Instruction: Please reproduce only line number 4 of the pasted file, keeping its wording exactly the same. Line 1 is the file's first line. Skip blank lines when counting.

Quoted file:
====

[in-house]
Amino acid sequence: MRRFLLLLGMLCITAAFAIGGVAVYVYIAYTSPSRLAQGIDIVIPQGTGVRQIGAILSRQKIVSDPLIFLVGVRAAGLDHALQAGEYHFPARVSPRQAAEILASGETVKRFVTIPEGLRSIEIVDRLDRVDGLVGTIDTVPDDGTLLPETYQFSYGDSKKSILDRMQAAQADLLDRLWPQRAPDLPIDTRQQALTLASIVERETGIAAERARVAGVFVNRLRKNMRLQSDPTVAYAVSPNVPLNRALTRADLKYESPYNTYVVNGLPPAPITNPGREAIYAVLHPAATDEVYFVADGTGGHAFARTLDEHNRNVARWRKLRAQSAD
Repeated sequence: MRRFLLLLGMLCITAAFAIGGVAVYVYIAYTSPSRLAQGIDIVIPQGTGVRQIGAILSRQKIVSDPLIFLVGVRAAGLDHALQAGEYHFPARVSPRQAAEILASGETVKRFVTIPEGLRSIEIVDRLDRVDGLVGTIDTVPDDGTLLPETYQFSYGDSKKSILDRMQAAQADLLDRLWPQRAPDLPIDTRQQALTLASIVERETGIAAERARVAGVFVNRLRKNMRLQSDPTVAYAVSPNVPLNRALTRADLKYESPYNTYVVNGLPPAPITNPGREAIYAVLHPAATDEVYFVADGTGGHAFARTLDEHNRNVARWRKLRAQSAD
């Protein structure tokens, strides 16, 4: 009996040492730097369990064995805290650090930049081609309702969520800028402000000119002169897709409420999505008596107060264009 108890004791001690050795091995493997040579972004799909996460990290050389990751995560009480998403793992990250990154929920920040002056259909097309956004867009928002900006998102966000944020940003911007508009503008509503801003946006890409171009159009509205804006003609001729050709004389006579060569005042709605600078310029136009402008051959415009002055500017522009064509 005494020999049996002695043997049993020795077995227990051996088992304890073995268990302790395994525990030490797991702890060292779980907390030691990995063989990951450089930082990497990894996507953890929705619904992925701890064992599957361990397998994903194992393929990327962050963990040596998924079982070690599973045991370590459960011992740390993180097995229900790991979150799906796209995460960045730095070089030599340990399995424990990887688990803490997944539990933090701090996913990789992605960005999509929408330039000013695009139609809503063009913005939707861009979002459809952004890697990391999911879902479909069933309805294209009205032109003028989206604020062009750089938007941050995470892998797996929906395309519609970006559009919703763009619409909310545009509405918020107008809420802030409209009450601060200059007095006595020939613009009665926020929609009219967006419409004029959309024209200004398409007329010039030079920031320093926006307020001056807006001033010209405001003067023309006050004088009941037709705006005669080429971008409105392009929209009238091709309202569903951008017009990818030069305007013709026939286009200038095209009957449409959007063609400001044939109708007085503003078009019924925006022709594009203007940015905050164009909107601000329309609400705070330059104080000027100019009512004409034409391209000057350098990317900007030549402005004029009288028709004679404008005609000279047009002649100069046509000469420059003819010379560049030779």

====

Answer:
């Protein structure tokens, strides 16, 4: 009996040492730097369990064995805290650090930049081609309702969520800028402000000119002169897709409420999505008596107060264009 108890004791001690050795091995493997040579972004799909996460990290050389990751995560009480998403793992990250990154929920920040002056259909097309956004867009928002900006998102966000944020940003911007508009503008509503801003946006890409171009159009509205804006003609001729050709004389006579060569005042709605600078310029136009402008051959415009002055500017522009064509 005494020999049996002695043997049993020795077995227990051996088992304890073995268990302790395994525990030490797991702890060292779980907390030691990995063989990951450089930082990497990894996507953890929705619904992925701890064992599957361990397998994903194992393929990327962050963990040596998924079982070690599973045991370590459960011992740390993180097995229900790991979150799906796209995460960045730095070089030599340990399995424990990887688990803490997944539990933090701090996913990789992605960005999509929408330039000013695009139609809503063009913005939707861009979002459809952004890697990391999911879902479909069933309805294209009205032109003028989206604020062009750089938007941050995470892998797996929906395309519609970006559009919703763009619409909310545009509405918020107008809420802030409209009450601060200059007095006595020939613009009665926020929609009219967006419409004029959309024209200004398409007329010039030079920031320093926006307020001056807006001033010209405001003067023309006050004088009941037709705006005669080429971008409105392009929209009238091709309202569903951008017009990818030069305007013709026939286009200038095209009957449409959007063609400001044939109708007085503003078009019924925006022709594009203007940015905050164009909107601000329309609400705070330059104080000027100019009512004409034409391209000057350098990317900007030549402005004029009288028709004679404008005609000279047009002649100069046509000469420059003819010379560049030779």